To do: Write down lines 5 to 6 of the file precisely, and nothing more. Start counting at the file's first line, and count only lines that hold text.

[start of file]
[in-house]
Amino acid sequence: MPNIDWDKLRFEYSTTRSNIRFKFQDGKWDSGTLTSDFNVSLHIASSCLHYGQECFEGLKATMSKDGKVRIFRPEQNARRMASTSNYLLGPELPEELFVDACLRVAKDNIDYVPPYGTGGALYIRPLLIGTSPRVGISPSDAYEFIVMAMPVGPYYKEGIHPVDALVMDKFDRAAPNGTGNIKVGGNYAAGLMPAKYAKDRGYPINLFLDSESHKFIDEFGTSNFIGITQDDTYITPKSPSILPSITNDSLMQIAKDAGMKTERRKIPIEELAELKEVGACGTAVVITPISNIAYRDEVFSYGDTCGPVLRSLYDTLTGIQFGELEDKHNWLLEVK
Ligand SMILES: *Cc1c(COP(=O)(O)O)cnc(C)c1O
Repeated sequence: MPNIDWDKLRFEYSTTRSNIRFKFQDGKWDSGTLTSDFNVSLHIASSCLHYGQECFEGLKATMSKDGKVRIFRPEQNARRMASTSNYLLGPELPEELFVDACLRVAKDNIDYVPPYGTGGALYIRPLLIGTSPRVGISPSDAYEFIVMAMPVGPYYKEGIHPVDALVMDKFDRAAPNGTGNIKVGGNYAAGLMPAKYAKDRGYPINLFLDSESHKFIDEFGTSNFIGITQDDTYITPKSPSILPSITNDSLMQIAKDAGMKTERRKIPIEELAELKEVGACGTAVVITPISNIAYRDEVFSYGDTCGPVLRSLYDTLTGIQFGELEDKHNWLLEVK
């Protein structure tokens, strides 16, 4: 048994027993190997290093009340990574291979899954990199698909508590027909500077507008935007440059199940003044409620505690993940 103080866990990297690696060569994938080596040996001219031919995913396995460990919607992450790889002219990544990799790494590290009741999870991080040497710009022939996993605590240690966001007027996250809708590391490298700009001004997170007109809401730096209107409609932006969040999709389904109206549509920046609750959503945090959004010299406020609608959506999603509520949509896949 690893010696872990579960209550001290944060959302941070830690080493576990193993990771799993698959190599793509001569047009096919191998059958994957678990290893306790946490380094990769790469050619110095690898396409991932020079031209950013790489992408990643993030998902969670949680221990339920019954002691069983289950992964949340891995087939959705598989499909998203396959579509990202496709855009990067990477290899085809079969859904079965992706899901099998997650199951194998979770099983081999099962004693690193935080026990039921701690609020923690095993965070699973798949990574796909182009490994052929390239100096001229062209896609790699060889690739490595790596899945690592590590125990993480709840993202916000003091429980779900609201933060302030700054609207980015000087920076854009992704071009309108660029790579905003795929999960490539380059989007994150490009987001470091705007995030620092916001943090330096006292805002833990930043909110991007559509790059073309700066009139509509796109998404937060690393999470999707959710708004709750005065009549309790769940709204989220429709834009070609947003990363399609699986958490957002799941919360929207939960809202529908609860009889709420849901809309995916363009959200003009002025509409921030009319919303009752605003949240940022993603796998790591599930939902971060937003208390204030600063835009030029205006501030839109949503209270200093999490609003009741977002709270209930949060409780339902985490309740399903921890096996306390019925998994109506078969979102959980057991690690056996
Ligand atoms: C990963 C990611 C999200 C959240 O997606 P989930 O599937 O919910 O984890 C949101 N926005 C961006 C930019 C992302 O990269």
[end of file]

């Protein structure tokens, strides 16, 4: 048994027993190997290093009340990574291979899954990199698909508590027909500077507008935007440059199940003044409620505690993940 103080866990990297690696060569994938080596040996001219031919995913396995460990919607992450790889002219990544990799790494590290009741999870991080040497710009022939996993605590240690966001007027996250809708590391490298700009001004997170007109809401730096209107409609932006969040999709389904109206549509920046609750959503945090959004010299406020609608959506999603509520949509896949 690893010696872990579960209550001290944060959302941070830690080493576990193993990771799993698959190599793509001569047009096919191998059958994957678990290893306790946490380094990769790469050619110095690898396409991932020079031209950013790489992408990643993030998902969670949680221990339920019954002691069983289950992964949340891995087939959705598989499909998203396959579509990202496709855009990067990477290899085809079969859904079965992706899901099998997650199951194998979770099983081999099962004693690193935080026990039921701690609020923690095993965070699973798949990574796909182009490994052929390239100096001229062209896609790699060889690739490595790596899945690592590590125990993480709840993202916000003091429980779900609201933060302030700054609207980015000087920076854009992704071009309108660029790579905003795929999960490539380059989007994150490009987001470091705007995030620092916001943090330096006292805002833990930043909110991007559509790059073309700066009139509509796109998404937060690393999470999707959710708004709750005065009549309790769940709204989220429709834009070609947003990363399609699986958490957002799941919360929207939960809202529908609860009889709420849901809309995916363009959200003009002025509409921030009319919303009752605003949240940022993603796998790591599930939902971060937003208390204030600063835009030029205006501030839109949503209270200093999490609003009741977002709270209930949060409780339902985490309740399903921890096996306390019925998994109506078969979102959980057991690690056996
Ligand atoms: C990963 C990611 C999200 C959240 O997606 P989930 O599937 O919910 O984890 C949101 N926005 C961006 C930019 C992302 O990269």